Led by a former executive of the Building Industry Assn. of Washington lobbying group, the Freedom Foundation reported a 2016 budget of $4 million. Its current assault on unions is modeled on past efforts that targeted home health aides, who in 2014 were given the option of not paying fees, and other government workers, who had a choice of paying full dues or smaller representation fees.
Nelsen declined to identify any of the group’s donors, which he said include businesses, foundations and individuals “from all different walks of life.” All donations are “made by those who believe in our mission,” he said.
However, tax filings reveal a who’s-who of wealthy conservative groups.
Among them are the Sarah Scaife Foundation, backed by the estate of right-wing billionaire Richard Mellon Scaife; Donors Trust, which has gotten millions of dollars from a charity backed by conservative billionaire brothers Charles and David Koch; from the Richard and Helen DeVos Foundation, backed by the family of U.S. Secretary of Education Betsy DeVos; and the State Policy Network, which has received funding from Donors Trust and is chaired by a vice president of the Lynde and Harry Bradley Foundation.
Meredith Turney, a spokeswoman for the State Policy Network, along with Lawson Bader, chief executive and president of Donors Trust, and Liz Hill, a spokeswoman for the Department of Education, all declined to comment on fundraising or donations. Scaife and Koch representatives didn’t immediately return requests for comment.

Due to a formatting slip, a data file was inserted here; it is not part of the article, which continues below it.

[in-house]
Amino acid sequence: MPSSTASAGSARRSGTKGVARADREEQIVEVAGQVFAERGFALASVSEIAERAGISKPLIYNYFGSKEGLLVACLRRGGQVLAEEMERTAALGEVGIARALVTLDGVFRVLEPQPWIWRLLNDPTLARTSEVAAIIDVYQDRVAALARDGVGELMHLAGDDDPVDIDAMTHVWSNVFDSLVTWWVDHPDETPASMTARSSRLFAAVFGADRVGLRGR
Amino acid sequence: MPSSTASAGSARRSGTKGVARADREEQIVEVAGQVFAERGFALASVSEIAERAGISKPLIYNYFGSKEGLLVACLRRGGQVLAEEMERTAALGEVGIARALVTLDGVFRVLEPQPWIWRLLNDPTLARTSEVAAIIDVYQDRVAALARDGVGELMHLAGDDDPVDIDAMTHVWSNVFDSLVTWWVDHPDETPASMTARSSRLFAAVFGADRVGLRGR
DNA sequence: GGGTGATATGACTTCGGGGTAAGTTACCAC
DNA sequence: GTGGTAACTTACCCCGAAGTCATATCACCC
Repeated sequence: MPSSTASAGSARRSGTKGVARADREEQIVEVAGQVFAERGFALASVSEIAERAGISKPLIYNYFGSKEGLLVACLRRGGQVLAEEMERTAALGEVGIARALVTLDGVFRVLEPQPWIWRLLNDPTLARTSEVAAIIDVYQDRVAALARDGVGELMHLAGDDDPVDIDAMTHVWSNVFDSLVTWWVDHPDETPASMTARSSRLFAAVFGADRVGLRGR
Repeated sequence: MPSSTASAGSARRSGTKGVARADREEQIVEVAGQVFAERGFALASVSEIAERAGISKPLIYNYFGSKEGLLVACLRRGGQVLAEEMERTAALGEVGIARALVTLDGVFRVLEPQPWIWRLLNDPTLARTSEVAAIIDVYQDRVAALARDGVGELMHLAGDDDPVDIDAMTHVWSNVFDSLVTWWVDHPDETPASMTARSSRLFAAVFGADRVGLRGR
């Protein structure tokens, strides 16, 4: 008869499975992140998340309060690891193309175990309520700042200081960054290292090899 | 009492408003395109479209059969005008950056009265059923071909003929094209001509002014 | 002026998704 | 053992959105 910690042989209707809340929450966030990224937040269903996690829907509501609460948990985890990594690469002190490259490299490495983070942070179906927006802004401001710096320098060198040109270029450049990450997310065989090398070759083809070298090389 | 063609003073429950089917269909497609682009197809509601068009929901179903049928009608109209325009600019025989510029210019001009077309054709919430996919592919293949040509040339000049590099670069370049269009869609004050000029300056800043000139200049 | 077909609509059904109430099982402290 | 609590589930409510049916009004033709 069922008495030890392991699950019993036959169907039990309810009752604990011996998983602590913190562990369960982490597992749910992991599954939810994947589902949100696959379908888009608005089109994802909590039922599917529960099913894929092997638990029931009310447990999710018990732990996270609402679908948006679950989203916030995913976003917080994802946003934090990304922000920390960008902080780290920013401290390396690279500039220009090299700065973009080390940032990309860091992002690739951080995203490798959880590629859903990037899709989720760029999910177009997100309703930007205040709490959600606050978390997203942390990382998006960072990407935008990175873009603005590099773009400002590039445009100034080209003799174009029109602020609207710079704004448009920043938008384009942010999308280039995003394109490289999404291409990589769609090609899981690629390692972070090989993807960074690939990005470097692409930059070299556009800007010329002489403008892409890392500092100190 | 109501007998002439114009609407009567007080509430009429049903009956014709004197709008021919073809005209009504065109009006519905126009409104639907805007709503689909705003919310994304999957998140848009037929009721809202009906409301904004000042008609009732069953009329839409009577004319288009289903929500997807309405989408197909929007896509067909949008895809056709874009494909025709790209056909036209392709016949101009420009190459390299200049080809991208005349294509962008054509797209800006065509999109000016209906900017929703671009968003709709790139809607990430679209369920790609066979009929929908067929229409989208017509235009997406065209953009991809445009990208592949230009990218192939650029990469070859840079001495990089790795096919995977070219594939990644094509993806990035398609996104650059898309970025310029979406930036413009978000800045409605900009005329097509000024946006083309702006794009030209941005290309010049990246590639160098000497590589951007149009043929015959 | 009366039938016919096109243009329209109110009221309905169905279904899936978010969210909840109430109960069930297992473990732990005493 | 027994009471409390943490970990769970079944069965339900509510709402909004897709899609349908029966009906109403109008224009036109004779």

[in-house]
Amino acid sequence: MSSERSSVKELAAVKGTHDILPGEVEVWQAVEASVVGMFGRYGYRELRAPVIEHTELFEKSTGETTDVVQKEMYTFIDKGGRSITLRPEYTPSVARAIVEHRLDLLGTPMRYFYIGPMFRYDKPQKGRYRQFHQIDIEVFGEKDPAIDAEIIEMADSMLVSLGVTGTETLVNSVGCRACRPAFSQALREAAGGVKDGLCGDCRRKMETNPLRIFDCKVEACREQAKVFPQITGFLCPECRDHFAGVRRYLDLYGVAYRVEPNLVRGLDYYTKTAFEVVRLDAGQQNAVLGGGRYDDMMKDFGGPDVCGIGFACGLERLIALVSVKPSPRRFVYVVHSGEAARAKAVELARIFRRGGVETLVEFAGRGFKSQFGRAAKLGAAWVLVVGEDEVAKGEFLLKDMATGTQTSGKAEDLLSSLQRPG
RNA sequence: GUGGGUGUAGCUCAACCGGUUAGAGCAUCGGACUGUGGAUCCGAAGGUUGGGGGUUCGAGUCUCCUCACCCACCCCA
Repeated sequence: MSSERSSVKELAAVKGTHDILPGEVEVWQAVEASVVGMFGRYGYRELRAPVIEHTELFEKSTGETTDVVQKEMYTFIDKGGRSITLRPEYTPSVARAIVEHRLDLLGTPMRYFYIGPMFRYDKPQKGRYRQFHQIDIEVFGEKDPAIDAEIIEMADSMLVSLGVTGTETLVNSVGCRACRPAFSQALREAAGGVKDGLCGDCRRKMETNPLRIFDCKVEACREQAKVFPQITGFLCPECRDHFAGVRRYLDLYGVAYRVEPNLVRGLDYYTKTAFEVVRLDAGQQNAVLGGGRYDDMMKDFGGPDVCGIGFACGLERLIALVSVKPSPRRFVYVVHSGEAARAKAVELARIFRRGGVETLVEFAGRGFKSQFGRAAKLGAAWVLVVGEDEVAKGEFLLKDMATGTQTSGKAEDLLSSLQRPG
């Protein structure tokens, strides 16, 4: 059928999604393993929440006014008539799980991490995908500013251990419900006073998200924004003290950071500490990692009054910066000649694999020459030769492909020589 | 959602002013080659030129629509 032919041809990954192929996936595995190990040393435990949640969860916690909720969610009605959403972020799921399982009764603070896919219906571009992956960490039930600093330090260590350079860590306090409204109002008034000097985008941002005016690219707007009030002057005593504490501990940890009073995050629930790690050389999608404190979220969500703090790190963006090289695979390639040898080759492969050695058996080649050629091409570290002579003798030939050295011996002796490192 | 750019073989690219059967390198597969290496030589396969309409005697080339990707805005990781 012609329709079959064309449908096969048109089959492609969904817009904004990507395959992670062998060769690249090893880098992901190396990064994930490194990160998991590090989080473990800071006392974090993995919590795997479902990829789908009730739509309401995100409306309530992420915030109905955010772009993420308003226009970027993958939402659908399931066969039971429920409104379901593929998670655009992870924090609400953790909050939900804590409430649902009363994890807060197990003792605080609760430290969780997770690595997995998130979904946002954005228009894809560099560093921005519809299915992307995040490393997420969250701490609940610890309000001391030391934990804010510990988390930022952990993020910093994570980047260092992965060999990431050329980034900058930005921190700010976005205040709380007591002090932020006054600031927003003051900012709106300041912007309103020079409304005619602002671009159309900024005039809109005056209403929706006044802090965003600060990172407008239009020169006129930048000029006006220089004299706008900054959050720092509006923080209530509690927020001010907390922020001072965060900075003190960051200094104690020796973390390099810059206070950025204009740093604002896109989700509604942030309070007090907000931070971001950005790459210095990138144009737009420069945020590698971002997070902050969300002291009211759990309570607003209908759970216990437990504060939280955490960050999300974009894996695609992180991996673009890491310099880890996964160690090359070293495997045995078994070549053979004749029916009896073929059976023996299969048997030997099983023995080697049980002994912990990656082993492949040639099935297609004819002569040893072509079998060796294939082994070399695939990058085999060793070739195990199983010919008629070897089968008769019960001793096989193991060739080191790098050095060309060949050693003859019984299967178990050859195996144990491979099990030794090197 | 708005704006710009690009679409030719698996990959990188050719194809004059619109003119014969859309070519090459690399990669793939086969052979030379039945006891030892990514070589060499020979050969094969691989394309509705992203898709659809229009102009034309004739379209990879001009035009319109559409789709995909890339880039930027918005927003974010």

In records obtained by the Milwaukee Journal Sentinel, the Bradley Foundation reported having given the Freedom Foundation $1.5 million in 2015 “to expand its union transparency & reform project,” including by opening a Portland, Ore., office.
In Bradley Foundation records obtained by the nonprofit Center for Media and Democracy, the foundation’s staff recommended providing funds to the Freedom Foundation because West Coast union money “is used to subsidize the left’s national agenda and obstruct the mission and program interests of the Bradley Foundation and its allies.”
The Bradley Foundation praised the Supreme Court ruling while declining to comment on the Freedom Foundation.
Past Freedom Foundation literature seeks to turn workers against unions by highlighting six-figure salaries allegedly paid to union executives, as well as sending out postcards with images of a dingy hotel and a warning echoing the Eagles’ iconic hit, “Hotel California”: “You can sign up anytime you like but you can never leave!”
According to the group’s documents, targets for its new “insurgency” campaign include corrections officers and teachers, who will be out of school for the summer and thus “have no interaction with their union.” Because the Oregon chapter of the American Federation of State, County and Municipal Employees, or AFSCME, has been preparing members by “aggressively messaging” them, the anti-union group’s documents state, taking a more patient, less-aggressive approach with those workers will help to “demonize” the union.